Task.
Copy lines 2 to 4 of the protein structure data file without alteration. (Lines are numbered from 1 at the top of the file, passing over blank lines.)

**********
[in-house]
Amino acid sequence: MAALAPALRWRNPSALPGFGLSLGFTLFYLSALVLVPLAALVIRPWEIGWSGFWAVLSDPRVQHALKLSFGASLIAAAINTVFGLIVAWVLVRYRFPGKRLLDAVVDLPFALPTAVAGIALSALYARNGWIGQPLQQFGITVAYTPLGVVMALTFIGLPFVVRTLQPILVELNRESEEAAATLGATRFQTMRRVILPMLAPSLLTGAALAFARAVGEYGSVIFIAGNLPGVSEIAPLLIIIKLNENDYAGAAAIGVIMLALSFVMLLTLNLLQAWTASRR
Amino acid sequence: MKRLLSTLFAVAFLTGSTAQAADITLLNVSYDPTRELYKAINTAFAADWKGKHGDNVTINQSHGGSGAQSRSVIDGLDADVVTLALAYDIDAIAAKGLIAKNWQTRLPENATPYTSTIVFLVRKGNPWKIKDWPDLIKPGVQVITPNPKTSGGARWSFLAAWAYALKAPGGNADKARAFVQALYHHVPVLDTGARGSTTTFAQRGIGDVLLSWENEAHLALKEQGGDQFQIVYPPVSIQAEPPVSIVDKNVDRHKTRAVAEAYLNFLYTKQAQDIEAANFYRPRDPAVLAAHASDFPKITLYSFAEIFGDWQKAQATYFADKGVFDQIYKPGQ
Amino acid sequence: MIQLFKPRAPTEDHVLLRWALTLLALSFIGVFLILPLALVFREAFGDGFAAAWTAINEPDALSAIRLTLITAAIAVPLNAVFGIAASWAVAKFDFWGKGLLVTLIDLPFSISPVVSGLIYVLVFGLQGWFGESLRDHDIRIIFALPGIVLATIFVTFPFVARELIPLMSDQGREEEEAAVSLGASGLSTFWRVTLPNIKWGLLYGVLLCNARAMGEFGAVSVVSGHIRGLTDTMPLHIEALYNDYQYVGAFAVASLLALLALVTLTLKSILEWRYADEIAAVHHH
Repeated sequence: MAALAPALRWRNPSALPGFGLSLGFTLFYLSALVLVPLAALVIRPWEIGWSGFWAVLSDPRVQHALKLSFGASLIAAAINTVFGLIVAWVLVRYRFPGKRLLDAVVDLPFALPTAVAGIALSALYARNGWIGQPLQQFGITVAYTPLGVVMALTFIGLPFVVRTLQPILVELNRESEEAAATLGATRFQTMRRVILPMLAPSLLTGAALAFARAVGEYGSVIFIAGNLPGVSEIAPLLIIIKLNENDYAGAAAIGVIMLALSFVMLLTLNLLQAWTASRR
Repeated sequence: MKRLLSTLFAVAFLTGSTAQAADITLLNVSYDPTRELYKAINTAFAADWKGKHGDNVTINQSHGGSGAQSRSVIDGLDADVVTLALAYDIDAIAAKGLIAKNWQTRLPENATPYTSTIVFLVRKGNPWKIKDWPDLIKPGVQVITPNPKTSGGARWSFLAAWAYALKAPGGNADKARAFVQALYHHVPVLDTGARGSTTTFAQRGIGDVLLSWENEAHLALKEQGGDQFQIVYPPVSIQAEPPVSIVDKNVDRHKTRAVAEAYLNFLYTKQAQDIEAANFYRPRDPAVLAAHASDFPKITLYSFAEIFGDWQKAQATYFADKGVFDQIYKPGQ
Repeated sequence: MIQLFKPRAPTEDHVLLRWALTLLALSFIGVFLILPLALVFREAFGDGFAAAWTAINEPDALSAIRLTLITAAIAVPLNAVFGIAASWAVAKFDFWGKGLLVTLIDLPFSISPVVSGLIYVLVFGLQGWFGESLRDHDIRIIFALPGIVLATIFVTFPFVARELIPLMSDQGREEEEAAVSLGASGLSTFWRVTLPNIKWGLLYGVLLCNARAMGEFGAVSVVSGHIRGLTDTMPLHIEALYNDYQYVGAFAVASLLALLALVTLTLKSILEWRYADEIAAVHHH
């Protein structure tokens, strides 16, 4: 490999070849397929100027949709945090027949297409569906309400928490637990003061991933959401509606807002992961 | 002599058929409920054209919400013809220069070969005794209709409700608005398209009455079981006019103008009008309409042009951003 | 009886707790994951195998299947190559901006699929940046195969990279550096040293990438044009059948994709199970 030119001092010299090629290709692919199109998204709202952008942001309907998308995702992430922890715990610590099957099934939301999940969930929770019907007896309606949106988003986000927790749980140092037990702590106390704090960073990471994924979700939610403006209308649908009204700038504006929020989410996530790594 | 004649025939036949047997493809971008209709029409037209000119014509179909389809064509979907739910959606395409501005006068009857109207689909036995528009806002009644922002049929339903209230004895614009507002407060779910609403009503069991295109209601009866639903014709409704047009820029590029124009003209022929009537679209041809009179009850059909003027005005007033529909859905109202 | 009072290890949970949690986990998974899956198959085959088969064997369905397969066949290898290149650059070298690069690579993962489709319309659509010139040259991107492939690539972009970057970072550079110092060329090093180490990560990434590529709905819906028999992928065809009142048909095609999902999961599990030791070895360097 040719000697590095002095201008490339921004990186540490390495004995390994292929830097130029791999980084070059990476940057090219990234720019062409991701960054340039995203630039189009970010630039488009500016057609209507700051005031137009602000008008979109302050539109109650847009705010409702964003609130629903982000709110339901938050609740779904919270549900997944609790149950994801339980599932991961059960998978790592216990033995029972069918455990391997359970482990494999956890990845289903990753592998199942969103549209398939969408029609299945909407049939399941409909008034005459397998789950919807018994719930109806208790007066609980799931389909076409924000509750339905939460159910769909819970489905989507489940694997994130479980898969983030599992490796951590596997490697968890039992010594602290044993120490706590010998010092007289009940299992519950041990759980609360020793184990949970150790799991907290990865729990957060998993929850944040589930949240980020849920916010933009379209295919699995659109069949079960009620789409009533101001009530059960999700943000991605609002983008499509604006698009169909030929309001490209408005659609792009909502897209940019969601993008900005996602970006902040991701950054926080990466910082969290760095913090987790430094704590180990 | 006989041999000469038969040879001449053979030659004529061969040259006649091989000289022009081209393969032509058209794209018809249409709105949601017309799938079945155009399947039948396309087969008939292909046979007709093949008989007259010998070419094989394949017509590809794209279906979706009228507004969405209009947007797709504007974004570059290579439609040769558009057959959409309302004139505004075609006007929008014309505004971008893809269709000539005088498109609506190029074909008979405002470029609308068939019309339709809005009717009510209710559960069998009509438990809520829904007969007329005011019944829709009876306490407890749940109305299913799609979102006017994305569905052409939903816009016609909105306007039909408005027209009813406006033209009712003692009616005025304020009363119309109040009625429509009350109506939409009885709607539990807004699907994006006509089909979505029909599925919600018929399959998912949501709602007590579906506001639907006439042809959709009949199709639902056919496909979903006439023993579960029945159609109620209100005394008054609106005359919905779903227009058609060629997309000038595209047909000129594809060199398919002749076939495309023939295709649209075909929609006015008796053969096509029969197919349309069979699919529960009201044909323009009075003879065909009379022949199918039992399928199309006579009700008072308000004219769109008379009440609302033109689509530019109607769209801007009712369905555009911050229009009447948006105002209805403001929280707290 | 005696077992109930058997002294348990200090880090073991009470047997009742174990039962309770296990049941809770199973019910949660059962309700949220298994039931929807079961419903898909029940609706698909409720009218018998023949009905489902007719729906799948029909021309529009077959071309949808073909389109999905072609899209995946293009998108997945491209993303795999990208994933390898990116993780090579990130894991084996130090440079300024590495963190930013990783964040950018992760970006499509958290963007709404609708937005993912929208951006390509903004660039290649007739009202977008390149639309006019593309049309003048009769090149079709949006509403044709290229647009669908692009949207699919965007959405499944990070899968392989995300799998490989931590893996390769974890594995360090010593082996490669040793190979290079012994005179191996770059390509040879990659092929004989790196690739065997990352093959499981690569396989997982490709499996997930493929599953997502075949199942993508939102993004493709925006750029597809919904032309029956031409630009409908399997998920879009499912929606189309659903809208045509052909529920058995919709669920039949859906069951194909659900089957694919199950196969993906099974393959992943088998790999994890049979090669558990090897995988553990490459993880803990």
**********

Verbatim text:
Amino acid sequence: MAALAPALRWRNPSALPGFGLSLGFTLFYLSALVLVPLAALVIRPWEIGWSGFWAVLSDPRVQHALKLSFGASLIAAAINTVFGLIVAWVLVRYRFPGKRLLDAVVDLPFALPTAVAGIALSALYARNGWIGQPLQQFGITVAYTPLGVVMALTFIGLPFVVRTLQPILVELNRESEEAAATLGATRFQTMRRVILPMLAPSLLTGAALAFARAVGEYGSVIFIAGNLPGVSEIAPLLIIIKLNENDYAGAAAIGVIMLALSFVMLLTLNLLQAWTASRR
Amino acid sequence: MKRLLSTLFAVAFLTGSTAQAADITLLNVSYDPTRELYKAINTAFAADWKGKHGDNVTINQSHGGSGAQSRSVIDGLDADVVTLALAYDIDAIAAKGLIAKNWQTRLPENATPYTSTIVFLVRKGNPWKIKDWPDLIKPGVQVITPNPKTSGGARWSFLAAWAYALKAPGGNADKARAFVQALYHHVPVLDTGARGSTTTFAQRGIGDVLLSWENEAHLALKEQGGDQFQIVYPPVSIQAEPPVSIVDKNVDRHKTRAVAEAYLNFLYTKQAQDIEAANFYRPRDPAVLAAHASDFPKITLYSFAEIFGDWQKAQATYFADKGVFDQIYKPGQ
Amino acid sequence: MIQLFKPRAPTEDHVLLRWALTLLALSFIGVFLILPLALVFREAFGDGFAAAWTAINEPDALSAIRLTLITAAIAVPLNAVFGIAASWAVAKFDFWGKGLLVTLIDLPFSISPVVSGLIYVLVFGLQGWFGESLRDHDIRIIFALPGIVLATIFVTFPFVARELIPLMSDQGREEEEAAVSLGASGLSTFWRVTLPNIKWGLLYGVLLCNARAMGEFGAVSVVSGHIRGLTDTMPLHIEALYNDYQYVGAFAVASLLALLALVTLTLKSILEWRYADEIAAVHHH